Deep in situ biomining (DISB) offers the potential for exploiting metal-rich ore bodies that are currently difficult or non-economic to access, with far less environmental impact than current deep or opencast mining practices. DISB is being developed within the EU Horizon 2020 project “BIOMOre”, which targets a calcareous sedimentary copper ore, kupferschiefer, which is a widespread subterranean rock stratum in central and north-western Europe. Laboratory tests on the two main copper-bearing fractions of kupferschiefer, sandstone and black shale, showed that, besides requiring basic minerals to be removed ahead of indirect bioleaching (to avoid the formation of ferric carbonates), both contained significant amounts of chloride minerals (chiefly halite) which could have a major negative impact on DISB. A sequential three-phased protocol was developed, involving (i) leaching with water, which removed most of the chloride, (ii) leaching with sulfuric acid, which removed most of the residual chloride and carbonate minerals, and (iii) indirect bioleaching with an acidic ferric iron lixiviant. The latter was produced in a laboratory-scale ferric iron-generating bioreactor dominated by the iron-oxidizing acidophilic prokaryotes Leptospirillum ferriphilum, Sulfobacillus thermosulfidooxidans and Ferroplasma acidophilum. The iron oxidizing capacity of this bioreactor was not impaired by the concentrations of chloride present during the leaching phase in which it was used. Sequential leaching was applied successfully using a “composite” (sandstone plus black shale) ore column, which mimicked the flow circuit in a DISB, and included a bleed stream where soluble copper was removed from the pregnant leach solutions generated by sulfide precipitation. Water leaching was shown to cause partial disintegration and lowering of the resistance of the sandstone fraction to crushing.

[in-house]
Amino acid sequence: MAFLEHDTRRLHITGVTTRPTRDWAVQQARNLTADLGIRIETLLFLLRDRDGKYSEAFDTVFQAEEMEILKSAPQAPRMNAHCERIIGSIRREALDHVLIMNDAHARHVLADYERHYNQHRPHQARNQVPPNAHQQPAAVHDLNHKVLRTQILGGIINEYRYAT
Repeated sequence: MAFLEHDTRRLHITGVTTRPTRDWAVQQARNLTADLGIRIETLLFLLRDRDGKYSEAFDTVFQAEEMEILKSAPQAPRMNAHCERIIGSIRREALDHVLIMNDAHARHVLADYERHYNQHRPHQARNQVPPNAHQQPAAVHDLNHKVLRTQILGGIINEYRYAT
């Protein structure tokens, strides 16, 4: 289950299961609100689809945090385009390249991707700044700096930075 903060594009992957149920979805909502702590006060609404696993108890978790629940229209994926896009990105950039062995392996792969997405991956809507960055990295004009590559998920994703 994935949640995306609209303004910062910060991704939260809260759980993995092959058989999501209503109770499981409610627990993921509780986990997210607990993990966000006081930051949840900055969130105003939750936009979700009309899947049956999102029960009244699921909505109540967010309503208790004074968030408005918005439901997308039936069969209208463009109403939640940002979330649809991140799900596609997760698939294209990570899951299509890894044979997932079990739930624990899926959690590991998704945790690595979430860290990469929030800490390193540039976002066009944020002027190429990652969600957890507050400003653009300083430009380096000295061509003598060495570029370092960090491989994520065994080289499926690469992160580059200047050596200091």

Bibliographical note© 2018 The Authors. Published by Elsevier B.V. This is an open access article under the CC BY-NC-ND license
- Acid leaching
- Copper ore
- Indirect bioleaching